Having said all those, however, I must admit that some women can perform very well in their jobs. In fact so well to the extent that even after allowing for the (possible) sick leave and maternity leave etc, they are still worth more than the men who hardly go on leave! In other words, these women are still more productive, having taken all the factors into account, and thus deserve higher salaries and positions than their male counterparts.


8 comments:

Sarah Elizabeth said...

Because women are generally the main caretakers of their families, they take more sick time than men because it is not only themselves they need to take off for but also their kids. In some cases even for their husbands also. So I think the real question is: Should women be punished for this and for the fact that they are the ones who get pregnant; by making less money than a man for the same job? Equality is not about sameness, it is about fairness.

This inequality in pay because women and men are NOT the same, is why many women choose not to have children or to prolong having a family, because they know if they do they will suffer careerwise, for those exact same reasons you mention.

So, the equality you speak of is actually the opposite of equal because we are not the same. In Japan women are abandoning the idea of family so they can be treated the same at work, and not suffer the consequences a young woman must face when following her career.

I think the exact opposite of equality is occuring. We are being punished in our careers because we are different from men. We are resented by men for our differences, and paid less because we are thought of as a bad investment for the company.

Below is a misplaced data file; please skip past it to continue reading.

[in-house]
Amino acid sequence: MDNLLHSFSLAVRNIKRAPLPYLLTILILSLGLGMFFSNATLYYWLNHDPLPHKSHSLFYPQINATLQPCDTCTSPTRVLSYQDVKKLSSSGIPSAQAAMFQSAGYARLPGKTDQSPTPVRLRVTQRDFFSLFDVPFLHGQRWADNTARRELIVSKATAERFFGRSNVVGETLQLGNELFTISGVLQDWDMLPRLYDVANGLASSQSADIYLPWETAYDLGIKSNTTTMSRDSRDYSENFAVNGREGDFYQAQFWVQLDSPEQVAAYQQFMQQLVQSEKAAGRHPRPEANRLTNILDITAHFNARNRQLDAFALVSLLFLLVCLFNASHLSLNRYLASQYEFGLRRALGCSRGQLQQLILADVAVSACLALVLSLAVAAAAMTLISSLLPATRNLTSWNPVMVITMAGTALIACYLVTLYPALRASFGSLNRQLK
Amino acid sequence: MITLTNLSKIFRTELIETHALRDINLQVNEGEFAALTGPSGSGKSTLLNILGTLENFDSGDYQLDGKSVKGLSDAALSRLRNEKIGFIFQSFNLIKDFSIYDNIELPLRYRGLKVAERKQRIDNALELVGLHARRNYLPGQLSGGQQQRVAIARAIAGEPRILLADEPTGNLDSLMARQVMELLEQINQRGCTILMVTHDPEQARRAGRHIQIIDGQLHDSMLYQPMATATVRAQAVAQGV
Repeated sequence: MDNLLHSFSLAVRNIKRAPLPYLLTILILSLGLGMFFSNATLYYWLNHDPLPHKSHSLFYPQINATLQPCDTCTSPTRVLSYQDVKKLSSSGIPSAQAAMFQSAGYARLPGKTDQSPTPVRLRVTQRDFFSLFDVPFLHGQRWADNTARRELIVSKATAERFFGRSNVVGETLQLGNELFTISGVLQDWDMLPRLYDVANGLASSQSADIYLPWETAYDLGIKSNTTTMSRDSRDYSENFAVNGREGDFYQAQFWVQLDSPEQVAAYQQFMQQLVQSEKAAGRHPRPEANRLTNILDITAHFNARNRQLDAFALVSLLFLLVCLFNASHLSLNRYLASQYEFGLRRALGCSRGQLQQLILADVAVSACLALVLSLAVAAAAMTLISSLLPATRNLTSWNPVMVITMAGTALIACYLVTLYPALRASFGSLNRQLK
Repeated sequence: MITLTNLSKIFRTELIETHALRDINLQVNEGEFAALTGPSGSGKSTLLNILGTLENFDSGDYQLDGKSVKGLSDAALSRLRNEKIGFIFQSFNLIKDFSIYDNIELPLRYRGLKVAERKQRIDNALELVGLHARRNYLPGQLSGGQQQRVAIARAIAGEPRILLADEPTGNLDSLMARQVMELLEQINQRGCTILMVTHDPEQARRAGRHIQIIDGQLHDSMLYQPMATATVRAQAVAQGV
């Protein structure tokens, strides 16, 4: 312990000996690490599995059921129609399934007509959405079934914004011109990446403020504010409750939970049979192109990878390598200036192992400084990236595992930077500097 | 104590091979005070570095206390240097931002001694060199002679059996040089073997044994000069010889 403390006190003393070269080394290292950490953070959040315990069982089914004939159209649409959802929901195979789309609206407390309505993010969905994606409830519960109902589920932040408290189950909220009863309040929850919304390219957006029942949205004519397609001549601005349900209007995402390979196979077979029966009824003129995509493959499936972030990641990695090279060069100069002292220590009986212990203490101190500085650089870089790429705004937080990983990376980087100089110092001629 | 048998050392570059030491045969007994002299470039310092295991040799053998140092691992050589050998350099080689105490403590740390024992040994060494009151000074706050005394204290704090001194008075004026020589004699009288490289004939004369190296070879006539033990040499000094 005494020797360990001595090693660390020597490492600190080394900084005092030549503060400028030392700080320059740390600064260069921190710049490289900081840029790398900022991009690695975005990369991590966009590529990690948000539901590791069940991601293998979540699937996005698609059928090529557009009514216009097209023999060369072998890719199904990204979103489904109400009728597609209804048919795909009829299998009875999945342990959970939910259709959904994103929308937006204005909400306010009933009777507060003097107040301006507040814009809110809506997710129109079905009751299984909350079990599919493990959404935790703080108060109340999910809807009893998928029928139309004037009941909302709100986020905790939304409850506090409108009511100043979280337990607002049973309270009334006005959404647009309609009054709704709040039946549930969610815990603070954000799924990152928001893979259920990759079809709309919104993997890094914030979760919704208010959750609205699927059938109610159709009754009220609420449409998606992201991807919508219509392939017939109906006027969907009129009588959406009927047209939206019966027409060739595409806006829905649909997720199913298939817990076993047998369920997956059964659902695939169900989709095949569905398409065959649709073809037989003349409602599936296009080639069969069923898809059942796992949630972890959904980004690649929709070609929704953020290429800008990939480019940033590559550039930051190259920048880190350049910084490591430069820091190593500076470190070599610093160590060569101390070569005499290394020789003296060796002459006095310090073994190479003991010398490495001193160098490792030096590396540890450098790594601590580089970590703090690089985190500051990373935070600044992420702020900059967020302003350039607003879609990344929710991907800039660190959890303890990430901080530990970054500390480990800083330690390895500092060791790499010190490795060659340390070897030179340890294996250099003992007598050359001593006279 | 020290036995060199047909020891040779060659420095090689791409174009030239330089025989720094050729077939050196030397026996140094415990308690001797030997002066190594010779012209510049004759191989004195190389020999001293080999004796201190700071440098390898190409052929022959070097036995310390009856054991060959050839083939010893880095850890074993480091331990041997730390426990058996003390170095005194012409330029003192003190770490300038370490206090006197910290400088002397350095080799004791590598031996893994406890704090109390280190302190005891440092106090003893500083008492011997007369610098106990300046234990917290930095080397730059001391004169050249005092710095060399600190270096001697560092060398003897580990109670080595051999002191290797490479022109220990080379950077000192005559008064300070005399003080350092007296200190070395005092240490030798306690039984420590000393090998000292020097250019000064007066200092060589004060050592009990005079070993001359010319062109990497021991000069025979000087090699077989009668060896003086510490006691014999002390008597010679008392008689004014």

Cornelius said...

Sarah,

Just finished my long run, came home and nice cold shower. Am so hungry now, but before I go out for brunch, I wanna respond to your comments first.

"So I think the real question is: Should women be punished for this and for the fact that they are the ones who get pregnant; by making less money than a man for the same job?"

I don't think it is about punishment, really. Rather, it is about reality. As I said, most companies are profit-motivated, and most of them would want to maximize profits. There is no basis to pay the same amount of money to 2 service providers if one of them provides several months' lesser services in a year.

I am a firm believer of fairness too, but in this case, I feel fairness should come from within the household, not from the employers. Because the employers are already fair by paying according to what their employees can produce. Whatever happens in the homes, that is not really the employers' concern. It means the men will have to be the ones who provide for the family. If the women can supplement the incomes, that is fine, if not, then the men shoulder the burden of putting 3 square meals on the table while the women organize the homes. That is sharing responsibilities and that is fairness.

I have said it in the first paragraph above, and I'm saying it again here, women and men are not the same. But I'm not saying that women are not playing important roles in the household. In fact they are important!